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'The Familiar Vol. 2' Is Better, Stronger ... Weirder

I ... don't know what to say about this.

Ten minutes ago, I finished Mark Z. Danielewski's The Familiar, Volume Two: Into The Forest and my brain isn't quite right yet. Not quite entirely back in my skull from wherever it is brains go when they get into the serious weird stuff and the heavy stuff and stories that exist right on the raw edge of being more than stories. More than books, but also less.

Six months ago, I reviewed the first book in this series (by the guy who rocked the fusty book world with House Of Leaves, that darling of typesetters and font-nerds everywhere) and said it was almost (but not quite) that mythical book that would kill the book. The missing link between graphic novels and actual novels, between plain old boring words on a page and something much, much stranger.

That book was 900 pages, about a girl going out with her father to get a dog. And then not getting a dog, but getting a cat instead (which was not just a cat and, somehow, more than a cat, too). There were also drug dealers and mystics, conspiracy theories and cavemen. But really, it was a story about a girl (Xanther) getting a cat. It was a 900-page-long Chapter 1 for a series promising 27 volumes.

Now we have Volume 2 (Chapter 2, really) and it is somehow, remarkably, amazingly, almost impossibly better. More confident and self-assured. More consistent in its chaos — its flurry of parentheticals, its screwball layout with words scattered and made into shapes, its glossy insertions of counter-textual material (pictures and illustrations, un-mated parentheses used as raindrops spattering the page). It is the story of Xanther and her cat-thing again. This ancient kitten, rescued from a storm drain during an apocalyptic downpour, brought now into her home where it is forever dying of ... something. Of hunger, I guess, even as Xanther makes the feeding of it her entire life; the focus of her universe.

And the thing that's better is maybe my brain (less shocked, more willing to bend to Danielewski's will). Now I kinda recognize that every character in The Familiar has a signifying color and their own font and a certain way their type is set. Diving back into the visual language is easier the second time around, absolutely.

But maybe it's also Danielewski who has gotten better. Cleaner. The Familiar has nine storylines occurring simultaneously — nine narrators and nine distinct voices and nine different styles — but connections between them have begun to develop. The massive, clotted, recursive use of nested parentheses and brackets (which drove me a little bonkers last time) is now a thing mostly for Astair, Xanther's mother, to perfectly illustrate her distraction, the multiple trains of thought tearing through her, her worries over her family, her husband, her daughter, herself.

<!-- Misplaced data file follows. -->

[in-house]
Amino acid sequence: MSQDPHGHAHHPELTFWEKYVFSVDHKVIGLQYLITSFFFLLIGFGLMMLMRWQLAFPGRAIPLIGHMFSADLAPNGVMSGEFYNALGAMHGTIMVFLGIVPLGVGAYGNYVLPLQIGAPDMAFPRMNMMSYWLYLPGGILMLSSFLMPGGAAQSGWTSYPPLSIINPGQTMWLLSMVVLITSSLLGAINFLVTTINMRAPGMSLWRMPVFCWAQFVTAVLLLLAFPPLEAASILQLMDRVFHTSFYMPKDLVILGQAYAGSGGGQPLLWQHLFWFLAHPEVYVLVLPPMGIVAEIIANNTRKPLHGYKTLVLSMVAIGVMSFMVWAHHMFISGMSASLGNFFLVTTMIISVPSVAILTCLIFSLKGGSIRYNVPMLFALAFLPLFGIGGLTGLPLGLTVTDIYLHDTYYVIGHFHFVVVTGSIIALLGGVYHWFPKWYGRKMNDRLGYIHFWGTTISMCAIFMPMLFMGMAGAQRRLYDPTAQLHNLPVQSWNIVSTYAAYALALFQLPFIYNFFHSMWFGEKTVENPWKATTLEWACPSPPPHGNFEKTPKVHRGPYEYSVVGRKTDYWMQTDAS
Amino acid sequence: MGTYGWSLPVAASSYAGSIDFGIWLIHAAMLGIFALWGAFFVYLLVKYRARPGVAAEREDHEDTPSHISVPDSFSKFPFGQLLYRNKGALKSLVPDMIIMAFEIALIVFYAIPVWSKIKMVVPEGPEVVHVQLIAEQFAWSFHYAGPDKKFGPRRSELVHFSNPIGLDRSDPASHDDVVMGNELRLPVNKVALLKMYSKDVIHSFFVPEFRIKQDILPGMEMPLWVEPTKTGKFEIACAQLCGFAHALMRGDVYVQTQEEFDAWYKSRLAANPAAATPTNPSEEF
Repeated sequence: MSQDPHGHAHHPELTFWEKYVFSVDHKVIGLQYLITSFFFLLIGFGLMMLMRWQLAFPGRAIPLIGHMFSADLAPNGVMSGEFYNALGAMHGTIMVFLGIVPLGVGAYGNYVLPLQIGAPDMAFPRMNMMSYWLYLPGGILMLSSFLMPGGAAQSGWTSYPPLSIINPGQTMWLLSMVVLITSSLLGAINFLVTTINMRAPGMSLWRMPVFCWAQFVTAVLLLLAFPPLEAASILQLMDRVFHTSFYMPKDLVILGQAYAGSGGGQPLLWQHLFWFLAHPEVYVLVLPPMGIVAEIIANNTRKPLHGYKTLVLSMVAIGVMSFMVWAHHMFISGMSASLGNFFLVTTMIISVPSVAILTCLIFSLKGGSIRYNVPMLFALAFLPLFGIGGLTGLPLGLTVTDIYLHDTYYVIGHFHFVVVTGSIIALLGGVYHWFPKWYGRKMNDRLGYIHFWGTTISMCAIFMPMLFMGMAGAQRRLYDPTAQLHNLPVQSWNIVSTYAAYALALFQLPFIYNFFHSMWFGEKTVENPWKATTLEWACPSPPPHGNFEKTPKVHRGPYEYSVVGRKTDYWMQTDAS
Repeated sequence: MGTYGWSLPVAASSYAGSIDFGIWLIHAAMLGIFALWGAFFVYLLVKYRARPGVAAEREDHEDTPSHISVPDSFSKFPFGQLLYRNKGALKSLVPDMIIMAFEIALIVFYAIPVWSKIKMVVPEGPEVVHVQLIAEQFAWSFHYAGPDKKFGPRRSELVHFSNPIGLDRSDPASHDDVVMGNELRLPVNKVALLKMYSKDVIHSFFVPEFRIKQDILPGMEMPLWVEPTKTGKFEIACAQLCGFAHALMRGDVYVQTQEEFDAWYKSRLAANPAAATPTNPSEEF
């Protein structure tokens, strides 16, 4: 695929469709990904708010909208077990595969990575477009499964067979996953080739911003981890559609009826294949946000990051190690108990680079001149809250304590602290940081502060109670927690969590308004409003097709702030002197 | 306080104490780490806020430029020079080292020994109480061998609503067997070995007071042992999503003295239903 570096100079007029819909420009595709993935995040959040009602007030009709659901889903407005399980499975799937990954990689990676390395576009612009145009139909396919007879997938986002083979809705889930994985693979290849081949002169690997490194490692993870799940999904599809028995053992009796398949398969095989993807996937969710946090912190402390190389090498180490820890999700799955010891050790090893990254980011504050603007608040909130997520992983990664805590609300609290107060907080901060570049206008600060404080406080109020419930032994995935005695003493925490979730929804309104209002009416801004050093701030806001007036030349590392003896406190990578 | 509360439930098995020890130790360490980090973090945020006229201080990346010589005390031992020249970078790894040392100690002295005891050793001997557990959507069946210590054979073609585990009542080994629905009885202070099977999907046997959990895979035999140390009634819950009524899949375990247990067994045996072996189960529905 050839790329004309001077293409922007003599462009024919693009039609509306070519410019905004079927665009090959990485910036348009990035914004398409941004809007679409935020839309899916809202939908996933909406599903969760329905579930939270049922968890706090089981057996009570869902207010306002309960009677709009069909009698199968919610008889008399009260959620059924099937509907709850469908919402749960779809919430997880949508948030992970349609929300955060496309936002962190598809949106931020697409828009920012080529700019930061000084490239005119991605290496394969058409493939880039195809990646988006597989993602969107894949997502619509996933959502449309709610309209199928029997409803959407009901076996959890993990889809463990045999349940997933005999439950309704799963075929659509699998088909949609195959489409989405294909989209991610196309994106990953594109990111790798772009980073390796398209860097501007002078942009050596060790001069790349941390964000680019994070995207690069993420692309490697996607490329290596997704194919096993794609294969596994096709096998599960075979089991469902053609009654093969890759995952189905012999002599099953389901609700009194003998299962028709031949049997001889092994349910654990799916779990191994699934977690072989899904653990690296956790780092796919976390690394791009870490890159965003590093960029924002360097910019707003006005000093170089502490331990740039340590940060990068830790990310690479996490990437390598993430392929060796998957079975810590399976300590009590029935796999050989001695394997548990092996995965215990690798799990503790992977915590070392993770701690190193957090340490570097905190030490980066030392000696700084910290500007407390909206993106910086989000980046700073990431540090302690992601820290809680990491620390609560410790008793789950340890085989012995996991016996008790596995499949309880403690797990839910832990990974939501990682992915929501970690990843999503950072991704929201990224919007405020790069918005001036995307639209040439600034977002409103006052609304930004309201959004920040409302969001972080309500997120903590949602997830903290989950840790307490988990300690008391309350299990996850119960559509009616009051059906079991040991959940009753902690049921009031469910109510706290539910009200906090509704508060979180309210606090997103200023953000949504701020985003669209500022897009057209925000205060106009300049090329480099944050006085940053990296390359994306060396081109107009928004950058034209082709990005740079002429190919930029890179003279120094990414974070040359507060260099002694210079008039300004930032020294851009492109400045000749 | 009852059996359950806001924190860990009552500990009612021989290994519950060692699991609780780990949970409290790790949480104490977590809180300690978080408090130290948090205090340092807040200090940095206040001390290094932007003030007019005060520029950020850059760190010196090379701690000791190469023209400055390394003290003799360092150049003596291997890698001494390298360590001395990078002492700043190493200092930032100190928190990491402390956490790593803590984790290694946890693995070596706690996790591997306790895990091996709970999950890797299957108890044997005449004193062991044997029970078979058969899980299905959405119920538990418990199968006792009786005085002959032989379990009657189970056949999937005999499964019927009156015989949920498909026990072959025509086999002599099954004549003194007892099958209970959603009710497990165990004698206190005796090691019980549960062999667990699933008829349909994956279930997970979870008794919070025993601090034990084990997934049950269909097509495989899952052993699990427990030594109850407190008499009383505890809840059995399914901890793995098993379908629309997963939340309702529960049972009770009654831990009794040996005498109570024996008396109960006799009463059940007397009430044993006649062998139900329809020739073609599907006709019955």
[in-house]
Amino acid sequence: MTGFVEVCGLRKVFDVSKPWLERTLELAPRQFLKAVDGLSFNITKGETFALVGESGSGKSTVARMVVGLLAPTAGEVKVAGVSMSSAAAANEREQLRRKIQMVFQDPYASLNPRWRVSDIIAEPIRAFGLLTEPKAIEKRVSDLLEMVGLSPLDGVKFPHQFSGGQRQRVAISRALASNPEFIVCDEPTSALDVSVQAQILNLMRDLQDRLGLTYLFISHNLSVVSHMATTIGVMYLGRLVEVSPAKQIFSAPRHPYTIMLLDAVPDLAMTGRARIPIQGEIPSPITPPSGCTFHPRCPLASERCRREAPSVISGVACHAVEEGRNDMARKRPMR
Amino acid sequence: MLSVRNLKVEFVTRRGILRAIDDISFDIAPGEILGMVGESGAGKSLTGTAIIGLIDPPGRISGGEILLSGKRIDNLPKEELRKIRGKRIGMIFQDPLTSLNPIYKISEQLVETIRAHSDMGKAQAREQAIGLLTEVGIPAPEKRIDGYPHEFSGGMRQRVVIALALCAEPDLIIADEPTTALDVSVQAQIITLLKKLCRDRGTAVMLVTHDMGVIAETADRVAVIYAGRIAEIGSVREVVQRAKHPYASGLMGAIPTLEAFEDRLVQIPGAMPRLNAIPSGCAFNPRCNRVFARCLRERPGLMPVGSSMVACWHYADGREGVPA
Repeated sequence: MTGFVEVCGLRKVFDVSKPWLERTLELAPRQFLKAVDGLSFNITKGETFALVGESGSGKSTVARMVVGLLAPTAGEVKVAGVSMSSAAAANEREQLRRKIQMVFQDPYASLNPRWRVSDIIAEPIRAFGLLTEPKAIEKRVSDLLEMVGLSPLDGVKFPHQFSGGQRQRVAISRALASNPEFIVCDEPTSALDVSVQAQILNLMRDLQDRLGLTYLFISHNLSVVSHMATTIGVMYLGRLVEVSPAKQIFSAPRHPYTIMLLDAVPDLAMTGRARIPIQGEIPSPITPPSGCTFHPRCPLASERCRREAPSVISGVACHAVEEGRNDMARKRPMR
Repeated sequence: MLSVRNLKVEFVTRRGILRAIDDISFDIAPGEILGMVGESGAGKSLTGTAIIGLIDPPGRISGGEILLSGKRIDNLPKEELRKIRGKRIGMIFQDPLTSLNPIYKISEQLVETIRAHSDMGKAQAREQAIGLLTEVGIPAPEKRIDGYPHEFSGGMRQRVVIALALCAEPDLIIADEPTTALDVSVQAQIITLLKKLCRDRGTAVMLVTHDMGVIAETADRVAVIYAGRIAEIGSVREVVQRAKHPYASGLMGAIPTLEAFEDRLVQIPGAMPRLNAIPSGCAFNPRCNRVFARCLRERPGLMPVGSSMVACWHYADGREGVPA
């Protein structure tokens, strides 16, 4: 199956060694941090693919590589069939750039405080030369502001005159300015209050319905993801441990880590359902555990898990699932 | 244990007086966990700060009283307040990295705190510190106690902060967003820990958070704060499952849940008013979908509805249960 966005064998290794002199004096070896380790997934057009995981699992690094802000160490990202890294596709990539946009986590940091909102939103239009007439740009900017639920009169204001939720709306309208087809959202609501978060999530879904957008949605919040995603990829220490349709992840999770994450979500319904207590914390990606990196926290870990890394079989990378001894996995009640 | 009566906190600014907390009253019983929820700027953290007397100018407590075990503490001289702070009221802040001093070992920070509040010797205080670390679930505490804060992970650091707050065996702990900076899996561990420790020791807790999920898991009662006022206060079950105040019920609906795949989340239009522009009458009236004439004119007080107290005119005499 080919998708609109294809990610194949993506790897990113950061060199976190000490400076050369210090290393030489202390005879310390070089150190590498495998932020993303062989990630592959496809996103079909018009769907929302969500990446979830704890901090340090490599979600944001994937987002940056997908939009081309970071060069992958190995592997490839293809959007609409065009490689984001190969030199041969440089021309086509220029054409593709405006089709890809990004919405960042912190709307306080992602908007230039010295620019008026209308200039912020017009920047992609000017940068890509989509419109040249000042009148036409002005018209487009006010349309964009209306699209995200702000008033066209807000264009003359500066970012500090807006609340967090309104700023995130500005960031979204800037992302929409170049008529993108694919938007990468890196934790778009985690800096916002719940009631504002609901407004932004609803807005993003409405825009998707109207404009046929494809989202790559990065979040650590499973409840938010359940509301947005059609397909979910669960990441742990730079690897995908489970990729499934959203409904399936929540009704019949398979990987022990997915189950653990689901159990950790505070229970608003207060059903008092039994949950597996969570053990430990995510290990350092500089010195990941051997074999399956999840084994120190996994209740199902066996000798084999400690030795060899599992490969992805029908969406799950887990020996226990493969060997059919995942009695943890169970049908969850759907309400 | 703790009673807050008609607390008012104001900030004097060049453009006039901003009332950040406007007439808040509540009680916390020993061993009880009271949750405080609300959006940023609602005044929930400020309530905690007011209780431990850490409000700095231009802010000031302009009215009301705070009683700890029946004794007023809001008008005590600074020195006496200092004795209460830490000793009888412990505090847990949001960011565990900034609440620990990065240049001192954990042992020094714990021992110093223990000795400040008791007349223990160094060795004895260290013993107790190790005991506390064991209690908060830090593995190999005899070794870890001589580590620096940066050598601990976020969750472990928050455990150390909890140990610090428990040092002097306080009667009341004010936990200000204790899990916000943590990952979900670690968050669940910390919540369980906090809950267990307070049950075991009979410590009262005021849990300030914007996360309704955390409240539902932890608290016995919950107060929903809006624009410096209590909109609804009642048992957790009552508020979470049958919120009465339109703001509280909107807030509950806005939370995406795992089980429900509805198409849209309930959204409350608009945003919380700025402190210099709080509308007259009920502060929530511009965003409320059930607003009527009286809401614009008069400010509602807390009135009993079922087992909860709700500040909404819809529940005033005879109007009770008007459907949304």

The cat (or whatever) is hungry. Always. Xanther is hungry. Always. When she leaves it (for school, a trip to the beach, to sleep), it withers, and Xanther herself gets sick — feels like she is going to burst into flames — only to recover the minute she has the cat back in her hands again. They are feeding on each other somehow. Bad things are happening.

That's the plot. Boom, done. Except not really, because Danielewski is deliberately using this stone-simple through-line of a girl, a cat, a family, as a clothesline from which he can hang ten thousand freak-outs. And where, in Volume 1, they sometimes seemed indulgent and disconnected and, occasionally, at worst, like LOOK AT ME BEING SO GODDAMN CLEVER literary showboating, that has burned away now.

Danielewski is deliberately using this stone-simple through-line of a girl, a cat, a family, as a clothesline from which he can hang ten thousand freak-outs.


Blood and death and bullying and videogames and hunger — starving, aching hunger. That's Volume 2. The Singapore street hustlers, car chases, magical orbs and end-of-the-world visions crawling up out of the margins? That's just spice. Something extra. Within the trio of Xanther, Astair and Anwar (her father), the domestic story is beautifully rendered and painfully sad. And always, it drips with menace. With the sense that not only is something not right here, but maybe nothing is right. In the shells of stories that surround them, there were pages I couldn't read. Passages I glossed through in a kind of fugue state — incapable of taking in any more strangeness. But Xanther's story held it together. I have never worried so much for a character as I did for her in the final pages and, honest to God, I'm not even entirely sure what happened. Or to whom. Or how. But maybe Volume 3 will make it clear.

Only six more months to wait. That ought to be just about enough time to recover, I figure, before The Familiar crawls into my lap and blows my mind all over again.

Jason Sheehan is an ex-chef, a former restaurant critic and the current food editor of Philadelphia magazine. But when no one is looking, he spends his time writing books about spaceships, aliens, giant robots and ray guns. Tales From the Radiation Age is his latest book.

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